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Lululemon accused of shunning plus-size customers


Is the company fat-shaming or being singled out for a common retail policy?
Lululemon
(Photo: Flickr/Lululemon Athletica)

Lululemon is drawing criticism after an article on the Huffington Post accused the yoga retailer of discouraging fat customers by keeping larger-sized yoga pants out of view on the retail floor. But is the company being singled out for a common retail policy?

The article included insights from former employees about the company’s skinny-promoting culture, but it largely focused on one employee, Elizabeth Licorish’s account. Licorish said pants that are size 10 and over are folded and relegated to a hidden area in the back of the store and that large sizes are rarely restocked. Some individuals quoted said the policy was hypocritical, since the company claims to be be about inspiring all women to work out and get in shape.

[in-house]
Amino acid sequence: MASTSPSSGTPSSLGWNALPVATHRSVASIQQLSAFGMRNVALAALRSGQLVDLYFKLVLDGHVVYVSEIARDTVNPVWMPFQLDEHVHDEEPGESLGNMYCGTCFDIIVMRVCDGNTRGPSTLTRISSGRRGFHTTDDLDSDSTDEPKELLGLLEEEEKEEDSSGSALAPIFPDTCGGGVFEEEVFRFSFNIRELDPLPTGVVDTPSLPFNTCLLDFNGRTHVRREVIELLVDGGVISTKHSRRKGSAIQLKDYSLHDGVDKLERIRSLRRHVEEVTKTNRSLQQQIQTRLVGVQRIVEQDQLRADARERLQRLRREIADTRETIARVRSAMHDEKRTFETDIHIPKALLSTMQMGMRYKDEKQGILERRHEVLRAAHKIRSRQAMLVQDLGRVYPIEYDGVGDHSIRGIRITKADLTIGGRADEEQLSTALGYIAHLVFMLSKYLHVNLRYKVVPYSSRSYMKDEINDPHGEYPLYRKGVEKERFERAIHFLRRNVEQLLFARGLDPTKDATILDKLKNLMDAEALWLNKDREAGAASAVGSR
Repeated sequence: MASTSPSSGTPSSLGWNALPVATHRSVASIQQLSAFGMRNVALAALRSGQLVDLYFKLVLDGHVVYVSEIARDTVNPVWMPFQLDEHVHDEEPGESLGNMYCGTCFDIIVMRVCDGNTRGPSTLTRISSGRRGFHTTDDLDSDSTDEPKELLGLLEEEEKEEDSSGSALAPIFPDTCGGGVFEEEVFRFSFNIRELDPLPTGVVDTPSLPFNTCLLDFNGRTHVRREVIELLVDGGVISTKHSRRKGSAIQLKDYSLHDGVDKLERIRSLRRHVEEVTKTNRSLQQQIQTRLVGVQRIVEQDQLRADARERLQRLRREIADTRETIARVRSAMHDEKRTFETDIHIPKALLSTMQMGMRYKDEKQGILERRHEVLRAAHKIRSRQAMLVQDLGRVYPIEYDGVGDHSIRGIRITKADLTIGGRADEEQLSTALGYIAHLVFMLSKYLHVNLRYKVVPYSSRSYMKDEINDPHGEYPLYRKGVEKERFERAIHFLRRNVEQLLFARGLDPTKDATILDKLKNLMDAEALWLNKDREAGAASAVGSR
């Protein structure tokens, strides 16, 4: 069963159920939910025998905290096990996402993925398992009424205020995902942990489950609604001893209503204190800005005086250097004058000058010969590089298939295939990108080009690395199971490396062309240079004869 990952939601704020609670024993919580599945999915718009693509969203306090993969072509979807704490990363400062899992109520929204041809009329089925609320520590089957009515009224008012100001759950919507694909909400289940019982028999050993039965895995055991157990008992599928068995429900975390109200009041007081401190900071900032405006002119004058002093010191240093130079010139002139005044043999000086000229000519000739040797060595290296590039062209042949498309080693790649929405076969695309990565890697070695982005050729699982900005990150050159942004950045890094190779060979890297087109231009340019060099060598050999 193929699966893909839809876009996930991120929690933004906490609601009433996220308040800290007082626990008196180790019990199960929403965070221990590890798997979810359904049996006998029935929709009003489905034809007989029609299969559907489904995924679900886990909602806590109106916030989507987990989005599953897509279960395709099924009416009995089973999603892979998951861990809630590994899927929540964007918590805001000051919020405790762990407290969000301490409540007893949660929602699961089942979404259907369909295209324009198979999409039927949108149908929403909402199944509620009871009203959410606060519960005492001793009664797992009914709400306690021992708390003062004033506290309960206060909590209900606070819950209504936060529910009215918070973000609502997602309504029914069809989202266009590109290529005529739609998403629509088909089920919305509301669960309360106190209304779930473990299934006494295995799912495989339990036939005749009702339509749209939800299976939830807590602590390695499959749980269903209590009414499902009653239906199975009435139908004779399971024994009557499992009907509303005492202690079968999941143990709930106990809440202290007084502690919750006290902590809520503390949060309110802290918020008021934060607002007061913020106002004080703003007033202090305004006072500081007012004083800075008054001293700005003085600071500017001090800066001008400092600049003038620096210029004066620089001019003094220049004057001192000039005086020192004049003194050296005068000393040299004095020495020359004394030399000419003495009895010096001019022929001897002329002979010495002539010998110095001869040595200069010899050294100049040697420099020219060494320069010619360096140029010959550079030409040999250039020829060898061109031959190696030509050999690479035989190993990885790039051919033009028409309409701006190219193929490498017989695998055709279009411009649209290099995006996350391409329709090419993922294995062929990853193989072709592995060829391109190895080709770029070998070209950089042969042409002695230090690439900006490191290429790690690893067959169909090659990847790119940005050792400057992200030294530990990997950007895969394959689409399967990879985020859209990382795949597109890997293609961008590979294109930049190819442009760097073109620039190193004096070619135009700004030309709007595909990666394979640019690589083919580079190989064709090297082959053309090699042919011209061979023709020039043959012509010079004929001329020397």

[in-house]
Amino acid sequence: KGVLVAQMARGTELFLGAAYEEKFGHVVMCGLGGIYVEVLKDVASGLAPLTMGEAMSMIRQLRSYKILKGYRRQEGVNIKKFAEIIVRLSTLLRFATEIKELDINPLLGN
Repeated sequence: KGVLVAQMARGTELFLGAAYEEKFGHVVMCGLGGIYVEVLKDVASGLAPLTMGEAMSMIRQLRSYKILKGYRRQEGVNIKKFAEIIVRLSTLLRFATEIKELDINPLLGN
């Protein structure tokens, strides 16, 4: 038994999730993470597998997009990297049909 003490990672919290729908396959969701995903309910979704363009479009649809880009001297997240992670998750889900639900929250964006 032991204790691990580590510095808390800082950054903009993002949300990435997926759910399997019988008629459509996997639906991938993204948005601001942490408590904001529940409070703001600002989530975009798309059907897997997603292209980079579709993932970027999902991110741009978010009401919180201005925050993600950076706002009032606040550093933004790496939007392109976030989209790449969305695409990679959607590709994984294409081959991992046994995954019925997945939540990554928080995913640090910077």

But experts said the practice is a common one among retailers, which most shoppers can attest to. One manager noted that the policy was simply in response to low demand for larger sizes, which rarely sell. It makes sense—you can’t fault a company for knowing its customer and displaying the most popular sizes.

Then again, Lulu fans (and foes) tend to hold the brand to a higher standard, since Lululemon tends to present itself as an aspirational wellness lifestyle company, not just an apparel peddler.

What do you think? Is Lululemon fat-shaming or is the company simply following common business practices? Tell us in the Comments section, below.

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